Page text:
“Researchers report that newer antipsychotic medications for treating adult depression are linked to an increased mortality risk.” [Source: Medicalexpress.com]
In contrast to the dangers of drugs, numerous studies show science-based nutritional approaches are effective and safe in helping combat depression. Researchers have found that magnesium supplements may be an alternative to antidepressants, for example, and that omega-3 supplements can help treat even major depression. There is also mounting evidence linking deficiency of B vitamins with depression. Supplementation with B vitamins has been shown to improve depression outcomes.
Similarly, a meta-analysis published in 2018 looked at 41 studies and found that a vitamin-rich Mediterranean-style diet containing fruit, vegetables, nuts, and fish may help prevent the condition. Overall, the analysis showed that people following a Mediterranean-type diet were 33 percent less likely to suffer from depression than those who weren’t.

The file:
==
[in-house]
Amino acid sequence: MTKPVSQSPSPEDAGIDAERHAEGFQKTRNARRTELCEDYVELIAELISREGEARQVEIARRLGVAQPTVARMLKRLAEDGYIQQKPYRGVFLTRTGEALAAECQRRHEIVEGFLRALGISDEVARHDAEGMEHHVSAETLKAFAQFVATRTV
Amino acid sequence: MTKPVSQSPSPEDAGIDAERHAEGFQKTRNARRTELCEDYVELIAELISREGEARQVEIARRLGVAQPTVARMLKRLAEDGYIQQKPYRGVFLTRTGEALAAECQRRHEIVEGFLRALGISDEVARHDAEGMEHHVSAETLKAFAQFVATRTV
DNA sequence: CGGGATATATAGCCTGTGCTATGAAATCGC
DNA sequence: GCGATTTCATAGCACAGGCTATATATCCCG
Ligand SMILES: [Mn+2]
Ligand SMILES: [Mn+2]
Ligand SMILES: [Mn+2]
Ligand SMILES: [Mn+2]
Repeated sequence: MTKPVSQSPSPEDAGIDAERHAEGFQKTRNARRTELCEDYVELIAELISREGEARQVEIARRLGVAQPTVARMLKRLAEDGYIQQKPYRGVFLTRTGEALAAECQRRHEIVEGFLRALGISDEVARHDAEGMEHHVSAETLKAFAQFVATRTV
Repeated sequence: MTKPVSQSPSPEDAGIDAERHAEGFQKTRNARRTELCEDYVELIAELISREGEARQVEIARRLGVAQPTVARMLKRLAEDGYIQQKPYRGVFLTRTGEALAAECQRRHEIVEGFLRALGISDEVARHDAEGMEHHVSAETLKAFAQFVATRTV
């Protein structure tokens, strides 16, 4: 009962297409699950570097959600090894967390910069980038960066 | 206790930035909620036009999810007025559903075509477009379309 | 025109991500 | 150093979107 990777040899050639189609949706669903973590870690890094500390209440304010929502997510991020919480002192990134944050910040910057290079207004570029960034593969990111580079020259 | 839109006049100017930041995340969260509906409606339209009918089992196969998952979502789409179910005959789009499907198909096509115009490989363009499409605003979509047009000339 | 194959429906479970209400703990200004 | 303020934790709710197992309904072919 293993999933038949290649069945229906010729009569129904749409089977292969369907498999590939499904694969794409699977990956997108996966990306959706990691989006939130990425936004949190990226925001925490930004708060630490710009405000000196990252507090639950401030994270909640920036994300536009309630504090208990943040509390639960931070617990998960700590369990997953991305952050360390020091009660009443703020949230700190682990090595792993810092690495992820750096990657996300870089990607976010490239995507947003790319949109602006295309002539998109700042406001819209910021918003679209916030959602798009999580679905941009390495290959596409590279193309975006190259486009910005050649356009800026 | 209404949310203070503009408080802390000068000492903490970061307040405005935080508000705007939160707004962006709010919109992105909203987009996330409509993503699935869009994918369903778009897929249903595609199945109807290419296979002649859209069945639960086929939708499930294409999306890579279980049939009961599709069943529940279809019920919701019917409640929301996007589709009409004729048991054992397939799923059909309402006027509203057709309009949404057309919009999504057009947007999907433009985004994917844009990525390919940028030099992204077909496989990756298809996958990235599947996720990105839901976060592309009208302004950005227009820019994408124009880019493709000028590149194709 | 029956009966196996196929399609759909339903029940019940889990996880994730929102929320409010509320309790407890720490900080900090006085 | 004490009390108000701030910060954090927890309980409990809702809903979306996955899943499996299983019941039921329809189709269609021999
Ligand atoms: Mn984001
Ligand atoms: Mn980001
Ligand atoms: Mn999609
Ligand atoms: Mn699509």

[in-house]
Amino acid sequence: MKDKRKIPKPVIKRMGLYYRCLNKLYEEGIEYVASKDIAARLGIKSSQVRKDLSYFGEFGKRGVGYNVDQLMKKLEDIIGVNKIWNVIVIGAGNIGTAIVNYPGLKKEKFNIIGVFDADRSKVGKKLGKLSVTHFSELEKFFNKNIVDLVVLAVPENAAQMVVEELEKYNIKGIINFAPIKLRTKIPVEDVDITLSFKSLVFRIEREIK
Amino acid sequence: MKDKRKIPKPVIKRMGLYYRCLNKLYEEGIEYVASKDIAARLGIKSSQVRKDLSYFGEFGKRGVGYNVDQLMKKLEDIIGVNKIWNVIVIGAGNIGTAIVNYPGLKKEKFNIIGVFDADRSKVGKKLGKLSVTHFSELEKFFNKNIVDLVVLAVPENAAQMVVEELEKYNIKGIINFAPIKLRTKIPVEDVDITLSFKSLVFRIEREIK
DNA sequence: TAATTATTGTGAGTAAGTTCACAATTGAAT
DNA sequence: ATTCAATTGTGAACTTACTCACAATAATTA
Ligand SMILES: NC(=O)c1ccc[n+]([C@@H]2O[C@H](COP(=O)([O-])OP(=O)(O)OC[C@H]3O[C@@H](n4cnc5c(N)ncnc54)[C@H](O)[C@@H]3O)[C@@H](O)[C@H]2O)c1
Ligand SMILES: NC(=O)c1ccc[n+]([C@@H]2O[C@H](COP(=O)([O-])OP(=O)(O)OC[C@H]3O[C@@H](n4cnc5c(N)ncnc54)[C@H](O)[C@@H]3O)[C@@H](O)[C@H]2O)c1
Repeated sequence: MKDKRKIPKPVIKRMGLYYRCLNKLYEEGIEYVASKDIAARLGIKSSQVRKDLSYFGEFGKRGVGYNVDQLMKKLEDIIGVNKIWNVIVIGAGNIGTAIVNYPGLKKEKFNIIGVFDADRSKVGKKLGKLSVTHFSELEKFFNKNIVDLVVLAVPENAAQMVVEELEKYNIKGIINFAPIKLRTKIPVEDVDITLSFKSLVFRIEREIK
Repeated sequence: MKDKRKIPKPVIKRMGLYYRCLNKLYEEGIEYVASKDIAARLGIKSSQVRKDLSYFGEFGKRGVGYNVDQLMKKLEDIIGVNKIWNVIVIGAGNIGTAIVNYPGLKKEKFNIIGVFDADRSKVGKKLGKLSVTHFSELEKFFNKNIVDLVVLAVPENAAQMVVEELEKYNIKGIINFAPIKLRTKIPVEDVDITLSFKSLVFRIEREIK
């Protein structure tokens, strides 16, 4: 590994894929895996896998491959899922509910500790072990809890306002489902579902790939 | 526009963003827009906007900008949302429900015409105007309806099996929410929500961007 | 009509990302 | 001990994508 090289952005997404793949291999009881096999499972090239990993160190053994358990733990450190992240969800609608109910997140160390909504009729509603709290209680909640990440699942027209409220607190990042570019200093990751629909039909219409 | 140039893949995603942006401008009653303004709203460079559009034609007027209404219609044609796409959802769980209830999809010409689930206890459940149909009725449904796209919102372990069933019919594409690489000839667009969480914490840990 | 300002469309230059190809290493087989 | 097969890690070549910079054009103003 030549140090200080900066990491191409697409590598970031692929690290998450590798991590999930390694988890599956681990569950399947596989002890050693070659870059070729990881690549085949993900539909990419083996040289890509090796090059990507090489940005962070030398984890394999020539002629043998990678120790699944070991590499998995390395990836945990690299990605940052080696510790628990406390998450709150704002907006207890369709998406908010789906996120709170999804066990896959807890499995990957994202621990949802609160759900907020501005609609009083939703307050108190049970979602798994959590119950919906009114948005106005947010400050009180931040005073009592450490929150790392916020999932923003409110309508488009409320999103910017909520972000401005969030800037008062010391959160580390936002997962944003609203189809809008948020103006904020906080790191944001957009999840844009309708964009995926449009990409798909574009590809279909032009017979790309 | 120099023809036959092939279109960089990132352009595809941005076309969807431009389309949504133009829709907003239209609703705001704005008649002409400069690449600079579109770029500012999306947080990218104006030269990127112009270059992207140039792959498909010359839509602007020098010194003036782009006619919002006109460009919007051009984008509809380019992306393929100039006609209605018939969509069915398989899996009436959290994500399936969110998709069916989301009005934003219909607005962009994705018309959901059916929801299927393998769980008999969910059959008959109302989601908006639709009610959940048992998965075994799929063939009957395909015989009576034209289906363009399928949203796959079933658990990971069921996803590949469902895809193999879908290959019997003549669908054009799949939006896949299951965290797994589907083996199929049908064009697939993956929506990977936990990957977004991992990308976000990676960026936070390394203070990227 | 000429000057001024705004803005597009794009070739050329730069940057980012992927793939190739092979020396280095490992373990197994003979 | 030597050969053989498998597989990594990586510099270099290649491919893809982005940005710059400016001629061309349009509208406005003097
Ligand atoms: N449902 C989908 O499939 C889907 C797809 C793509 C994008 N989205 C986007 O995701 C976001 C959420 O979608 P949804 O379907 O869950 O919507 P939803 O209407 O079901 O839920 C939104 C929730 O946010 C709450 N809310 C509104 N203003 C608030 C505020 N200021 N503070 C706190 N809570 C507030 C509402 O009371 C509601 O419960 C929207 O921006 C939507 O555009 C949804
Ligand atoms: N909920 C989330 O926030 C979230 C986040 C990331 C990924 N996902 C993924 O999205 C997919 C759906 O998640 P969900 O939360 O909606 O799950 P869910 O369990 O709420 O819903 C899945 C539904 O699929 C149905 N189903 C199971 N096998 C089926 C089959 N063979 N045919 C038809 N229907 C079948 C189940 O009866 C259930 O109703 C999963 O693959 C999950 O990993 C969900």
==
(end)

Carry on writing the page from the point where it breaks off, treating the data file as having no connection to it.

With close to 10 percent of the world’s population now said to be affected by depression and/or anxiety, it is time to explore new therapeutic directions that do not involve putting ever higher numbers of patients on dangerous antidepressant drugs. In this respect, we might recall that the Greek physician Hippocrates (460-370 BC) is often quoted as having said ‘Let food be thy medicine, and medicine be thy food.’ Increasingly, it seems, science is revealing this principle to apply just as much to our mental health as it does our physical health.